The Power of Skilled Trades

The power that comes with knowing a trade is often under appreciated, since the trades have generally been looked down upon in modern times. A suit and a tie (sometimes referred to as a monkey suit) have replaced the worker’s apron, as the “respectful” garb in today’s society. The interesting aspect of skilled trades is how they have often throughout history become proprietary to the rulers of the time.

From what I understand is that during Egyptian times, the skilled workers who planned and built the pyramids, were often killed and buried within those same pyramids. Was it to keep the knowledge within the Egyptian Empire, maybe and maybe not. I don’t claim any knowledge or have I ever really studied history that intently. The blacksmith, was another skilled trade that was invaluable to their king or queen. So, often the blacksmith was employed by the crown, I’ve never heard stories of renegade blacksmiths. The same can be said of chefs or cooks, doctors, scribes and the bankers. All of the skills were brought under the crown. Without the skills, no kingdom would survive.

Things were turned on their head a bit with “the new world”. Mercenaries and other battle harden people were contracted by the crown to explore and exploit. Then again with “the West”. Ordinary people were encouraged to settle, only thing was they needed to eat and defend themselves. Guns and gunpowder was released to the public. Samuel Colt, John Browning and others sold firearms to the public. Whereas before, firearms were truly only made and used in the military. There were a few out there that got their own guns, but it was not considered normal for a regular person to own a firearm.

The United States has been revolutionary when it comes to trades though. The government has always sought out skilled trades for everything, but it is only in recent times that the trades have began to look more midieval or primitive. Regulation and unions are holding the trades back once again, making them subservient to the government. That’s why to be a gunsmith you are required by law to obtain an Federal Firearms License, if you want to cook your establishment needs to be licensed and you must comply with health codes. Plumbers, welders, doctors and other medical professionals, electricians. If you want to make clothing to sell, you must be licensed. You cannot make liquor and sell it without a license, heck you cannot even transport anything without first paying.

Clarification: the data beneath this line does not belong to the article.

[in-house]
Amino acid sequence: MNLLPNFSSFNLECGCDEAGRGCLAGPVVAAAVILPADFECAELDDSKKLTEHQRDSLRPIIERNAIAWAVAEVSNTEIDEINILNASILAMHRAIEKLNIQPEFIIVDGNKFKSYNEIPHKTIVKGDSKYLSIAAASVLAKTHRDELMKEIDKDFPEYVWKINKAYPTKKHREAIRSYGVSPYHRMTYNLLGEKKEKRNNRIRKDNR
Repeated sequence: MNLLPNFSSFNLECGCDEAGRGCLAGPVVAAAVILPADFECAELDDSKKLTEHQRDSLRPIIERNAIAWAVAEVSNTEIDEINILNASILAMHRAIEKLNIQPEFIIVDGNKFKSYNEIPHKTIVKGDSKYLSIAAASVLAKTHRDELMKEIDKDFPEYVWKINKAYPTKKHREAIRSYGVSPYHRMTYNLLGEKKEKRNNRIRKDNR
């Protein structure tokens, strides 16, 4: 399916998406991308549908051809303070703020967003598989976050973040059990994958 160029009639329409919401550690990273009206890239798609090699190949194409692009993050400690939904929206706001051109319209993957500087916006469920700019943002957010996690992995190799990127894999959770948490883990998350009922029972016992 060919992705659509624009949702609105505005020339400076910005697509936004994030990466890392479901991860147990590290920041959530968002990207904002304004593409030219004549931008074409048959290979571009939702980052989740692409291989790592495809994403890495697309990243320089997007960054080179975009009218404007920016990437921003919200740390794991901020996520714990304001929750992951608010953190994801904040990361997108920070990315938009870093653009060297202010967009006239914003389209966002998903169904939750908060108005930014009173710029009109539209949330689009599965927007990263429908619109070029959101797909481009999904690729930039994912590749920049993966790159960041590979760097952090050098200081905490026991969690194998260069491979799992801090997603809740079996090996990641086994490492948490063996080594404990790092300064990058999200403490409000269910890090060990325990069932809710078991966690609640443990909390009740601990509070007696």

Every single aspect of our way of life is regulated to collect tax. As well as to control or stifle innovation. The government along with insurance companies. Look at the pharmaceutical industry, until they okay it (they get paid for their seal of approval) it is declared illegal.

Possessing the knowledge to make, fix or repair anything grants that person that much more freedom. Skilled trades often make more money than their university counterparts and they can fix their own stuff.


14 thoughts on “The Power of Skilled Trades

    1. bottomlesscoffee007

      Exactly, honestly working in Government should be a part time job or akin to community service. Thanks for reading and commenting Britchy

  1. Yes you’re so right, there’s not much of a world without the results of the skilled trades, imagine a world with no buildings, no electronics, no painted colours, and especially no “plumbing”, then I’d only be, Ivor/poet, and when it was time to have a toilet break, where do I go 🙄

    1. bottomlesscoffee007

      Hahahahaha, I don’t know what I’d do with no daily poet from Ivor/poet. Your right though, the skills make everything work. At the end of the day, your either a builder or a worker.

      1. You stated — “Skilled trades often make more money than their university counterparts and they can fix their own stuff.”

        So I asked — What should we do with all those unskilled people?

        Try it this way: If you believe the skilled people have more value since they can fix things then what should we do as a society with the growing number of university counterparts that can’t fix things?

        1. bottomlesscoffee007

          We should do nothing, allow people to exercise their free will. Those who want will do, those who do not, won’t do. Continue to allow people to do what they please, then the ones who take action, will get top dollar.

  2. You make a great point there. I often wondered the same. It seemed like skilled workers were (are?) considered as less than the intelligencia. Whom can’t we live without?

    1. bottomlesscoffee007

      Funny how they are looked down upon, while they work harder and make more money than their business degree counterparts.

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